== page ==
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Oil or fat?

Public Release: 27-Apr-2015

Saturated fatty acids might directly damage heart

Olive oil is universally considered a much healthier alternative to meat fat. Plant-derived oils (such as olive oil, canola oil, and vegetable oil) largely consist of unsaturated fatty acids, whereas animal fat is richer in the saturated ones. After a typical meal, carbohydrates are the primary source of energy production by the heart. Under fasting conditions, however, free fatty acids become the major energy producer. Saturated fat in a diet is known to be detrimental to heart health, but its impact on the cardiac muscle has been studied only recently.

Interestingly, while saturated fatty acids are toxic to cells, unsaturated fatty acids are not only harmless but also provide protection against the damage done by saturated fatty acids. Studies conducted on many cell lines have indicated that saturated fatty acids can cause cell death involving the “endoplasmic reticulum stress (ER stress)”, a cellular process known to be involved in the development of many diseases. A new paper, “Saturated fatty acids induce endoplasmic reticulum stress in primary cardiomyocytes“, just published in open access in “Endoplasmic Reticulum Stress in Diseases” by De Gruyter Open shows that there are striking differences in the accumulation of saturated and unsaturated fatty acids in cardiac muscle cells, and that saturated fatty acids induce the death of these cells through the ER stress. In stalking contrast, unsaturated fatty acids protect the same cells from such damage.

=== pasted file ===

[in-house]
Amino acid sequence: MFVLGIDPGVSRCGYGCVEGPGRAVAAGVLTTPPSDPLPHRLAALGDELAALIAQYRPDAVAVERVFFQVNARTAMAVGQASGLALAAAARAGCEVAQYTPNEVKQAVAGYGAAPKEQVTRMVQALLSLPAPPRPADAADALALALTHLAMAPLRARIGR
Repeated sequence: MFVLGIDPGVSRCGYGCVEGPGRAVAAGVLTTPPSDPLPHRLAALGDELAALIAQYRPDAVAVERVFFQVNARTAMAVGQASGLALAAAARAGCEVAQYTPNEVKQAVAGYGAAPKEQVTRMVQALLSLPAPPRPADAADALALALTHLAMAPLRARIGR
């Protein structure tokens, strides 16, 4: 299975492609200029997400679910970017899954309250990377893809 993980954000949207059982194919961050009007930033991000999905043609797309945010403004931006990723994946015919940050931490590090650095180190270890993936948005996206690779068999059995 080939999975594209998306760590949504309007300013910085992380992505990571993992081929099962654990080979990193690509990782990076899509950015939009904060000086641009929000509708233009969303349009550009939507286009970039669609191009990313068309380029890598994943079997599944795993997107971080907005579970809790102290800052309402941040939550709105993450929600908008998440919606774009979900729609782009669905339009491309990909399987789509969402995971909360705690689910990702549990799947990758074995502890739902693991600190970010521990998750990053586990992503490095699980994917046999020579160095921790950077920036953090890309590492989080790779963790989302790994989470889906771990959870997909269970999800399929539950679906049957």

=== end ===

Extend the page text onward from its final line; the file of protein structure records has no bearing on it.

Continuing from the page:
A research group from the Montreal Heart Institute in Canada, led by Dr. Nicolas Bousette, evaluated the impact of palmitate and oleate on cellular fatty acid absorption, triglyceride synthesis, intracellular lipid distribution, ER stress, and cell death in primary cardiomyocytes. This is the first time that such phenomena were observed in cells directly derived from the heart, validating a critical role for saturated fatty acids in the development of heart diseases. Given a primary role for lipid metabolism in the development of type II diabetes, the current finding might suggest a probable role for saturated fatty acids in the development of heart conditions among diabetic patients. The current results and future research in this direction might improve our understanding on the possible connection between intracardiomyocyte lipid accumulation and the development of diabetic cardiomyopathy.


The article is available fully in open access to read, download and share on De Gruyter Online

One thought on “Oil or fat?

  1. Reblogged this on Oil-Change Diet and commented:
    This is the first article I have seen that shows how excess saturated fats can cause damage in our bodies. I will have to modify my diet to include a little more oleic acid. This is where the benefits from avocados, nuts, and olive oil come from. As for palmitate, it can come from meats, but our bodies will make it from carbohydrates if we eat more carbs than we burn. If we are overweight. we will very likely have excess palmitic acid in our cells. This article shows that consuming oleic acid can protect the cells from the damage caused by palmitic acid. I still think it is important to maintain a balance between omega-6 and omega-3 fats in our bodies as well. If all unsaturated fats work, then it would probably be best to consume linolenic acid if you 6/3 ratio is already too high.

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